Alienation of Affection – Criminal Conversation in NC
Almost all marriages have their ups and downs and unfortunately too many end in divorce. It is especially difficult when children are involved. You have many issues to deal with including custody and visitation of the children, child support, alimony and property division. A common question that arises: who gets to stay in the home and how am I going to pay for it?
An added element that can fuel to the hurt a spouse may experience is if there is a third person involved in a relationship with your husband or wife.
A few states still have “heartbalm” statutes which allow a civil cause of action. North Carolina is one of those states that allow Alienation of Affection and Criminal Conversation claims. Other states include Hawaii, Illinois, Mississippi, New Mexico, South Dakota, and Utah. What are these causes of action?
ALIENATION OF AFFECTION: With this claim a spouse must prove that he/she had a genuine and loving marital relationship which was destroyed by the wrongful and malicious conduct of a third party. The claim does not necessarily need to involve a lover, but can even include family members or other third parties.
CRIMINAL CONVERSATION: This claim is somewhat simpler… that a third party engaged in an adulterous affair (sexual intercourse) with a married spouse. While NC still technically has a law on the books which makes intercourse between unmarried persons criminal, most likely if anyone was ever charged it would be stuck down as unconstitutional under the precedent of U.S. Supreme Court.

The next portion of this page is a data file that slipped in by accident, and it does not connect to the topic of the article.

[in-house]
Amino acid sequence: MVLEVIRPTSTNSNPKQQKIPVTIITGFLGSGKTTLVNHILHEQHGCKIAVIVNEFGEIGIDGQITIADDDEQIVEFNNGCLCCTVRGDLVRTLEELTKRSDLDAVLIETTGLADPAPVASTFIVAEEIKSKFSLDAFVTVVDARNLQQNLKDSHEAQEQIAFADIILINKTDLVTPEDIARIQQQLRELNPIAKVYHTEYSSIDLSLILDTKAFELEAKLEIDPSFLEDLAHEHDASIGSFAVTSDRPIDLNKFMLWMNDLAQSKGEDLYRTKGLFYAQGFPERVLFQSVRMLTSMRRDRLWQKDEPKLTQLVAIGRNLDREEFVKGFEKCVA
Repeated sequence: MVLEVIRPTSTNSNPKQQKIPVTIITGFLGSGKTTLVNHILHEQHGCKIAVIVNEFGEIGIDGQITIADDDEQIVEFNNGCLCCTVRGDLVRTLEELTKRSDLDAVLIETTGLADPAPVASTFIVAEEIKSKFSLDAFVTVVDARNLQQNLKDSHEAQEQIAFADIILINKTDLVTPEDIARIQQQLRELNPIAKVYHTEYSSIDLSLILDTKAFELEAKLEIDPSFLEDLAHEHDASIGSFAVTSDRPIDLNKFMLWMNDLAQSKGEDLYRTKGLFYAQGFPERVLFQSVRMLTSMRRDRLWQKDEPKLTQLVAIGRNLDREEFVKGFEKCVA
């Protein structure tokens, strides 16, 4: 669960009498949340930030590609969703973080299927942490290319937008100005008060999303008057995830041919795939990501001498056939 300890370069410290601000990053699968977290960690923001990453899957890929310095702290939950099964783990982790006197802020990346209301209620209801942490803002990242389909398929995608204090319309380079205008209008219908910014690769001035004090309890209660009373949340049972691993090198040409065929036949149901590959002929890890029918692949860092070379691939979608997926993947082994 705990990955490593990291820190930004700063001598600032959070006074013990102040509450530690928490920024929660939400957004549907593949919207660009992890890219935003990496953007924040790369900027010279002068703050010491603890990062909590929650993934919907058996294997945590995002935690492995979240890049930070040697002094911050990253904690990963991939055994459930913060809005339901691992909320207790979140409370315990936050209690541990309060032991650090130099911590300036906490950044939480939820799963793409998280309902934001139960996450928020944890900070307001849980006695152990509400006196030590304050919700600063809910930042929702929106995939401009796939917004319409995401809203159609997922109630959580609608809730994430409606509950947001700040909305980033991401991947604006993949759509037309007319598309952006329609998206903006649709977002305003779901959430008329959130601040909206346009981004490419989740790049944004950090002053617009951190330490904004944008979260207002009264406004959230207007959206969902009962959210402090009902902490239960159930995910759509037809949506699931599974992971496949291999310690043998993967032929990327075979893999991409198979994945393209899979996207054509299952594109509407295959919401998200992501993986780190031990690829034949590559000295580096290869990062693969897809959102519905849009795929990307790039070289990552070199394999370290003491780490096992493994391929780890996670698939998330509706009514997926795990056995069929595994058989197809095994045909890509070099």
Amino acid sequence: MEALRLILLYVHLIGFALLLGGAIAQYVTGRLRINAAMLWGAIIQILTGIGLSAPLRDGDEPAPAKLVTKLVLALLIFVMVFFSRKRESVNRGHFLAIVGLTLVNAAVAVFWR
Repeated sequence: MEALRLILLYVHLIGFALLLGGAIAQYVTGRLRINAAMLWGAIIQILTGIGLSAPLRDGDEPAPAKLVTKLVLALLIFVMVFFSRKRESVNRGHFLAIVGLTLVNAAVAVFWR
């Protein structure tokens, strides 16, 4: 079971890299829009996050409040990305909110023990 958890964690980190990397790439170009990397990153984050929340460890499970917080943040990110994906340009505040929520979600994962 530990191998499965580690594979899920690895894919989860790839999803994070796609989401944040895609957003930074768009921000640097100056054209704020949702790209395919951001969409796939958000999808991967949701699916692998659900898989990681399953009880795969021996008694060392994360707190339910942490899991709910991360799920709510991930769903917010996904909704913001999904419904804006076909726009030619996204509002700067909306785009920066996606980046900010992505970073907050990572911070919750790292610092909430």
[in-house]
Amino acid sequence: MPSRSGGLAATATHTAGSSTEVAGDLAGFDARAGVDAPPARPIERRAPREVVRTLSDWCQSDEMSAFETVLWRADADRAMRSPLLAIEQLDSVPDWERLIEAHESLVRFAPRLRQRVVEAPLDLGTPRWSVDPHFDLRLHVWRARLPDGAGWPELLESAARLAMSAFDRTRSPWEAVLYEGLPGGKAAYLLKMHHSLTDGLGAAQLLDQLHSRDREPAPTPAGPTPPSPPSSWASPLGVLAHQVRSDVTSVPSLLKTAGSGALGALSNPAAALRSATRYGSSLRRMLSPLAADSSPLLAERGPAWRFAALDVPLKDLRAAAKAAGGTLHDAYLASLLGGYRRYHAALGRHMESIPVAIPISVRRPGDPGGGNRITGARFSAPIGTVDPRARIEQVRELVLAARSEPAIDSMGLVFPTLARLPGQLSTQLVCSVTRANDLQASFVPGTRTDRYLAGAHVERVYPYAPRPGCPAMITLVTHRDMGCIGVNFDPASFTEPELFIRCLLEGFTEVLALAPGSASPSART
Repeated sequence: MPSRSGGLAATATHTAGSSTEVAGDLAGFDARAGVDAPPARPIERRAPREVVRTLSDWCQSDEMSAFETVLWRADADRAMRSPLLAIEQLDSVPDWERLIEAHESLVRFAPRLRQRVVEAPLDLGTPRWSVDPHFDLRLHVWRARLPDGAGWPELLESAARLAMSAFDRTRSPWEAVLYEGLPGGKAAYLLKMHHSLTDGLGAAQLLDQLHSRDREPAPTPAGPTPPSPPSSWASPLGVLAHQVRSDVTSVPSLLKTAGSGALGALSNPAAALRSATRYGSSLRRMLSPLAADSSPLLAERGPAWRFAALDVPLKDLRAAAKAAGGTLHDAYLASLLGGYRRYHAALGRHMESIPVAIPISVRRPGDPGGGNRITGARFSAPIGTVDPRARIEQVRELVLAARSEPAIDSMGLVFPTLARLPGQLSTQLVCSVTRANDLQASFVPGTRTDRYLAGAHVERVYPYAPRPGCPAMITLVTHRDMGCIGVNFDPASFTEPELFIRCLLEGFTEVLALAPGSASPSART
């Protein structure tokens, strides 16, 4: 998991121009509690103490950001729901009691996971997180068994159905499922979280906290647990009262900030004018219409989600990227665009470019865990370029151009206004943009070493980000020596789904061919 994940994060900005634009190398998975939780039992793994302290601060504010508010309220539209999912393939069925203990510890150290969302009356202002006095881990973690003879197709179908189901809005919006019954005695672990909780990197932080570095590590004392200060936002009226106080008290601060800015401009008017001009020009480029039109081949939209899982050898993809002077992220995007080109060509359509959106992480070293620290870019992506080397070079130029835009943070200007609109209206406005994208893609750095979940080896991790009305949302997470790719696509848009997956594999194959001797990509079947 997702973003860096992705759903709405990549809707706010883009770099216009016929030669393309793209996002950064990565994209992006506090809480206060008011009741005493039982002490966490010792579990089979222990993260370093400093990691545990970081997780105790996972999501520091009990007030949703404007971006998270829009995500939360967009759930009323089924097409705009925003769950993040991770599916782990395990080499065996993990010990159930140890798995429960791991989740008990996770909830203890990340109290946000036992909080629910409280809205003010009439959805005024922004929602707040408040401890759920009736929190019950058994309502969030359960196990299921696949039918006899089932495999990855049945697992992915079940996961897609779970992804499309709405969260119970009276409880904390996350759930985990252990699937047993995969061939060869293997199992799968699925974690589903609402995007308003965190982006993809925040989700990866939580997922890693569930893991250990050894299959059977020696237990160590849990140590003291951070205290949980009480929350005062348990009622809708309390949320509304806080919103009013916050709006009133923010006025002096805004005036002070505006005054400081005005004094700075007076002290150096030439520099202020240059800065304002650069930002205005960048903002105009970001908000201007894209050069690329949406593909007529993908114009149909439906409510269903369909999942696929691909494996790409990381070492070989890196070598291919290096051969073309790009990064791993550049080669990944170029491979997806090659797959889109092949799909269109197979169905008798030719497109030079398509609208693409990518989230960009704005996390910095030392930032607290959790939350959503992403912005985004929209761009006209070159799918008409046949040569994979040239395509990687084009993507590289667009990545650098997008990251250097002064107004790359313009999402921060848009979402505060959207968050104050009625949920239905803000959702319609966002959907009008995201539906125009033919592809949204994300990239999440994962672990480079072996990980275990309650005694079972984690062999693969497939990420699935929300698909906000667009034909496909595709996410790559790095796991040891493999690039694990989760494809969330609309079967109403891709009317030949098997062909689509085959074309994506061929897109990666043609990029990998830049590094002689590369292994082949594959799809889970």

PROOF / EVIDENCE: Proving your claim can be difficult because most the evidence is circumstantial, but some forms can include videotapes by private eyes (PIs), emails, letters, photographs, etc. Post separation conduct (i.e. relationship following separation) is not direct evidence of these claims but can be used to corroborate pre-separation acts if there is evidence of such.
DEFENSES: Defenses to these claims can include the fact that the spouses were not happily married, that a spouse consented to a third party relationship, the parties were separated, or that the 3rd party was unaware of the marriage.
If you have a claim against another person for the destruction of your marriage and you desire to bring such a claim feel free to give our office to set up a consultation.
This article was written by Ron Trimyer. firstname.lastname@example.org